Posted on Friday, 05.14.10
Cuban appeals court voids jail time for dissident
By PAUL HAVEN
Associated Press Writer
HAVANA — A Cuban appeals court wiped out a 20-month jail sentence
against a blogger with ties to the Ladies in White dissident group who
had been convicted of mistreating her grown daughter, ordering the woman
Friday to pay a fine of about $14 instead.
Dania Garcia had already been released last week from the high-security
Manto Negro jail, on the southwestern outskirts of Havana, where she had
been ordered to serve her sentence. A judge ruled at the time that she
could await the verdict from home, a strong sign the sentence would be
On Friday, the appeals court voided the prison sentence altogether but
ordered Garcia to pay the 300 peso ($14) fine – about 70 percent of the
average monthly wage in Cuba – according to Elizardo Sanchez, a human
rights activist who was monitoring the trial.
Garcia, 41, was convicted April 23 of "abuse of authority" for throwing
her 23-year-old daughter out of the house. She had been arrested two
days earlier. Human rights groups charged that the case was politically
Garcia is a vocal supporter of the Ladies in White, made up of the wives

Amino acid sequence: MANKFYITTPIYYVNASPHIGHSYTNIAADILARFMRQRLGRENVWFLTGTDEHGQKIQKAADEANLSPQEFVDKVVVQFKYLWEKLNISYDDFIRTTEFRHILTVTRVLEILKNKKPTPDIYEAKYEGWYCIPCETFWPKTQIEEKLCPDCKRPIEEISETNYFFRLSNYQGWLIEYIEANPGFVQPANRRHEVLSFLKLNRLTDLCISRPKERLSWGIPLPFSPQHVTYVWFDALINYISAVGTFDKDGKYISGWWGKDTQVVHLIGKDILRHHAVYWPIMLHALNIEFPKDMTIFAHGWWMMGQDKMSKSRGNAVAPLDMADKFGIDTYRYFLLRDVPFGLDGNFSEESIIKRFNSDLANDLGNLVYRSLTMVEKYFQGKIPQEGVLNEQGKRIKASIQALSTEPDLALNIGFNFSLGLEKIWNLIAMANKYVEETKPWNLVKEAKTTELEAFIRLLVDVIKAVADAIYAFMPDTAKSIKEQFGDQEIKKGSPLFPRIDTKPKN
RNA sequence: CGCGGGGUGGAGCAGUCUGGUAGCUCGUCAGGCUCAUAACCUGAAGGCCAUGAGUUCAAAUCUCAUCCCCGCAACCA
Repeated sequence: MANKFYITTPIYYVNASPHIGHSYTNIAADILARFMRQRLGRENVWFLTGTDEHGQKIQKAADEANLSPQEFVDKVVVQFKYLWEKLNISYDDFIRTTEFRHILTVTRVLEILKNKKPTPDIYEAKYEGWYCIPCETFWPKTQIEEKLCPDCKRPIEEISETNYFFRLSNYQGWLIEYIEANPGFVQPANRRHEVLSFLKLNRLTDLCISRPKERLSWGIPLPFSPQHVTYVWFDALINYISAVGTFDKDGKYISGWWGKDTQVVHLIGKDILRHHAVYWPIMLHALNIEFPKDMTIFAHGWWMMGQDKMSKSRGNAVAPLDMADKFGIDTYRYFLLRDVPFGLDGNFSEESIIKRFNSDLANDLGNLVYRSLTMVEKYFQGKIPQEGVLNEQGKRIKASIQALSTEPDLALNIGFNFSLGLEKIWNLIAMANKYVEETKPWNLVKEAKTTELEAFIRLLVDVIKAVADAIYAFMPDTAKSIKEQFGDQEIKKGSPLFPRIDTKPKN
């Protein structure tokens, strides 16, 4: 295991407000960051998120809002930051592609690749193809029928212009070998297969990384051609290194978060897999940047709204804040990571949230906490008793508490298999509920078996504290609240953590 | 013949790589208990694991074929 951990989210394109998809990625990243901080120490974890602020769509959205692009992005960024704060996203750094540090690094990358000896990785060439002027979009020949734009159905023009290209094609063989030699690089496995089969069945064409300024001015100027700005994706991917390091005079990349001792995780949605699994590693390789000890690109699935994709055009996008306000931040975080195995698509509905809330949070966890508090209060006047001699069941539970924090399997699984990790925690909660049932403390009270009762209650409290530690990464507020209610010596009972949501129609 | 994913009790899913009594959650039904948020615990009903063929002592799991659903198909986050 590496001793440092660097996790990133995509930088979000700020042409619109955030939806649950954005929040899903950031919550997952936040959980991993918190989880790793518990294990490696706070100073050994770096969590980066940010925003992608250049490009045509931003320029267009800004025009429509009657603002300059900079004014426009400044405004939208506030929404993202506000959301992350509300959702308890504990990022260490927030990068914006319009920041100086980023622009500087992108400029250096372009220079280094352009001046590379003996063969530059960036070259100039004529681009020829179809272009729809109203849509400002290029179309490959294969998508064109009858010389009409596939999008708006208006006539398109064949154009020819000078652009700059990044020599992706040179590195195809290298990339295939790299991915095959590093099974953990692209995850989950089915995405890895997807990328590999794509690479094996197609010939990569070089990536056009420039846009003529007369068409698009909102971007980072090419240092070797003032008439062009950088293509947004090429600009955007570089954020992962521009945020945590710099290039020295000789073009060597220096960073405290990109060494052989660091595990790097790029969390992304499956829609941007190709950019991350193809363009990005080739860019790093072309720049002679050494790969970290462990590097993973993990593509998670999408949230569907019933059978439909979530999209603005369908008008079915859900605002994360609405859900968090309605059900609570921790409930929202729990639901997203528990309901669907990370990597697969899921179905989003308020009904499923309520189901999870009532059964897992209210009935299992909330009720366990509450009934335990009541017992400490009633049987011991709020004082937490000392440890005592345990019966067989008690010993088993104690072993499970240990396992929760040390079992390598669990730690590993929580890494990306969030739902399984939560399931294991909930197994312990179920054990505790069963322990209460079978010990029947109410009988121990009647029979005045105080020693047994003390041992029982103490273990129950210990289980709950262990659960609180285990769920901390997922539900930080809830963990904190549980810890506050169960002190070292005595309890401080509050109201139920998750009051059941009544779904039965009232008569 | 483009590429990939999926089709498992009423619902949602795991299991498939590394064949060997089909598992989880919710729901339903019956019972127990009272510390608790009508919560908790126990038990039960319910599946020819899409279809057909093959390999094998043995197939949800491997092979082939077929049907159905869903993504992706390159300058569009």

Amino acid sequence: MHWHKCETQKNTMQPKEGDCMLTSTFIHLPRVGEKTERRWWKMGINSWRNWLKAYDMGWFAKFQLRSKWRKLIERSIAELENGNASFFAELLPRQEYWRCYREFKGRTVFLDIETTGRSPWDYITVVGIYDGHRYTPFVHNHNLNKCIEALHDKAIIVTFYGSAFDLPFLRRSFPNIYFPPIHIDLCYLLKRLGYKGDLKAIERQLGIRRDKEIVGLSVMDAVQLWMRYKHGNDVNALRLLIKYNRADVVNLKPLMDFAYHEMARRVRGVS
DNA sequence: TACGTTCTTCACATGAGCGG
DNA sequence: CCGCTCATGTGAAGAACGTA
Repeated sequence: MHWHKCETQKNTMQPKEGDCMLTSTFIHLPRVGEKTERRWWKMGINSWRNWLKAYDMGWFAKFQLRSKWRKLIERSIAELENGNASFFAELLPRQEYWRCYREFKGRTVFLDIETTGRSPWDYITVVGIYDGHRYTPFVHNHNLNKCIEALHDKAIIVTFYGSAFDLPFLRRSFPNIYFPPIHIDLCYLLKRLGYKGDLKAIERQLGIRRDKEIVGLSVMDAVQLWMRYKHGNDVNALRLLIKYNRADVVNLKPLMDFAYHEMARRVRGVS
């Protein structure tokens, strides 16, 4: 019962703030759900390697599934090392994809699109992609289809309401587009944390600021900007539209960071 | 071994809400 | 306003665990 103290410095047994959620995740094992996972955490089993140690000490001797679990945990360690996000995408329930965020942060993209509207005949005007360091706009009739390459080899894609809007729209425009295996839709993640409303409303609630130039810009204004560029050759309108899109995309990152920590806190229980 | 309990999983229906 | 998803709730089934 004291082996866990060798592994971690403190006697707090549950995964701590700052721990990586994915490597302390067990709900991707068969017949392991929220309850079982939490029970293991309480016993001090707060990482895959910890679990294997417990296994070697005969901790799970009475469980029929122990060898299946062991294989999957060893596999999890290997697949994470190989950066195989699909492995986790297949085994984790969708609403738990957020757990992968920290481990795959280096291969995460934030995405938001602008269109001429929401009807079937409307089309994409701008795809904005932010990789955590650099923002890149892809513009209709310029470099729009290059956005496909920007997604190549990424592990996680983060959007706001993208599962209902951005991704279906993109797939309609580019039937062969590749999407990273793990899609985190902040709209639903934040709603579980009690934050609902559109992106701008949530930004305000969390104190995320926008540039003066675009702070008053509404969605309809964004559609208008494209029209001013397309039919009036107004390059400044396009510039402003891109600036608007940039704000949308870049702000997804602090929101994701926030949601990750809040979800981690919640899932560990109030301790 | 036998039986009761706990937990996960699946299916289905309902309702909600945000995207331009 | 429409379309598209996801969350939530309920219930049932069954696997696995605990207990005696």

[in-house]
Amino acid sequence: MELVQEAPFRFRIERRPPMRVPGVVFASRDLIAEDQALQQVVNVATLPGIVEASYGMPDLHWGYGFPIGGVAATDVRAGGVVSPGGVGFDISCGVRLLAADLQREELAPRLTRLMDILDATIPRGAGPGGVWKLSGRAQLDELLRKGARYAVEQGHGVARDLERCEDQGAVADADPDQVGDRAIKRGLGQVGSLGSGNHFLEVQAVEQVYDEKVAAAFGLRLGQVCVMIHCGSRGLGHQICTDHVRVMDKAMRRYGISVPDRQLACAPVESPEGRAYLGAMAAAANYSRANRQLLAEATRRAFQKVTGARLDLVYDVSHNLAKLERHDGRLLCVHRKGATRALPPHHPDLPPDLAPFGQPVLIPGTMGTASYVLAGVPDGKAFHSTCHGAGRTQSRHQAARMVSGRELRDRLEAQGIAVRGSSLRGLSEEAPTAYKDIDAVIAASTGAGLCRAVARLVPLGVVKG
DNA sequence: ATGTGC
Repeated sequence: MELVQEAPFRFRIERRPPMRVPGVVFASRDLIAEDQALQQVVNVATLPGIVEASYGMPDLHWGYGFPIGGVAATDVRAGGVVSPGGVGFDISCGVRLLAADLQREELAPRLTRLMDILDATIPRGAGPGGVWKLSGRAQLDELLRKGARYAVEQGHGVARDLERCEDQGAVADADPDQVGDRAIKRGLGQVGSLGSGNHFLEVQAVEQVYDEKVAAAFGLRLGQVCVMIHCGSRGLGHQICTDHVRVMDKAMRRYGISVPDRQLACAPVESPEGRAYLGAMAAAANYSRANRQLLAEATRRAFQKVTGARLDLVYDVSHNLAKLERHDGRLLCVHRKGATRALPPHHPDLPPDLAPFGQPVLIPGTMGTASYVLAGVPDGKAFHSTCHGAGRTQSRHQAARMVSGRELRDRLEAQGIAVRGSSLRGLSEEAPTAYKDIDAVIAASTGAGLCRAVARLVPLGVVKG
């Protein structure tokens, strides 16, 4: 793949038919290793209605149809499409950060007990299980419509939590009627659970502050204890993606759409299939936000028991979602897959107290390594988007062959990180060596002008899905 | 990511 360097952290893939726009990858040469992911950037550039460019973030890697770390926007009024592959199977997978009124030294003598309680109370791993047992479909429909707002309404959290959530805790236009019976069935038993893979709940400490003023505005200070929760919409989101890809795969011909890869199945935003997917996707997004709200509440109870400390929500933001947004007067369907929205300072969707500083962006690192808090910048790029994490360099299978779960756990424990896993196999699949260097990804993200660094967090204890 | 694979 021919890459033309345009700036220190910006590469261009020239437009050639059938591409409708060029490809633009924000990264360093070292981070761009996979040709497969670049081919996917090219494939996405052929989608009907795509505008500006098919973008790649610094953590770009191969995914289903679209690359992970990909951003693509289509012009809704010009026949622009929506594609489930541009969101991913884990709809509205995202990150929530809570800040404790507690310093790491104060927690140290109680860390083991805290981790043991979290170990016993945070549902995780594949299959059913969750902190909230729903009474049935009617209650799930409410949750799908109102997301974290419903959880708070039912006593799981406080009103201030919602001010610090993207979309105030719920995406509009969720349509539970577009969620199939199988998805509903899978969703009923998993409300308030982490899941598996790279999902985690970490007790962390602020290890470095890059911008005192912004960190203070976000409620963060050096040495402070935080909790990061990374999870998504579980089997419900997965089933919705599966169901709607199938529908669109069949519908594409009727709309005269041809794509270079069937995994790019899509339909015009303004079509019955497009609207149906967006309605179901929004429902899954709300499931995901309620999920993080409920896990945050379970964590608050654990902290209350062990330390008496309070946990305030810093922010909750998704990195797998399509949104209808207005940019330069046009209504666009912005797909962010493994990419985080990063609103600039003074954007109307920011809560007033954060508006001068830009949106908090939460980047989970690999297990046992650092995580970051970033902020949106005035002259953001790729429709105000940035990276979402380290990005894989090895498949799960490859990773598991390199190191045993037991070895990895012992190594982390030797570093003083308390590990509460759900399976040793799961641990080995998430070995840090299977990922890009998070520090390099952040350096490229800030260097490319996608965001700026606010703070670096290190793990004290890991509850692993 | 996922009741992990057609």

and mothers of 75 dissidents who were arrested and sentenced to lengthy
prison terms in 2003. Fifty-three remain behind bars.
Cuba considers the dissidents to be mercenaries paid by Washington to
destabilize the island's communist system.
Garcia also writes for dissident and opposition websites including
Primavera Digital and CubaNet, and runs a blog,
daniavirgengarcia.blogspot.com, which Reporters Without Borders said is
"linked to a radical anti-Castro group based in Miami." The site is
blocked in Cuba.
Sanchez, who is head of the independent, Havana-based Cuban Commission
on Human Rights and National Reconciliation, called the case against
Garcia the result of "political manipulation of her relatives by the
At the time of Garcia's arrest, Cuba was in the midst of a crackdown on
the Ladies in White. After seven years of relative tolerance, officials
suddenly banned the women from holding a small weekly march. The
government has since reversed course, following intervention by the
nation's top Roman Catholic official.
Sanchez said both the decision to void the prison sentence and the
about-face on the marches are a "sign of the times" that show Cuba's
leaders are trying to avoid bad press.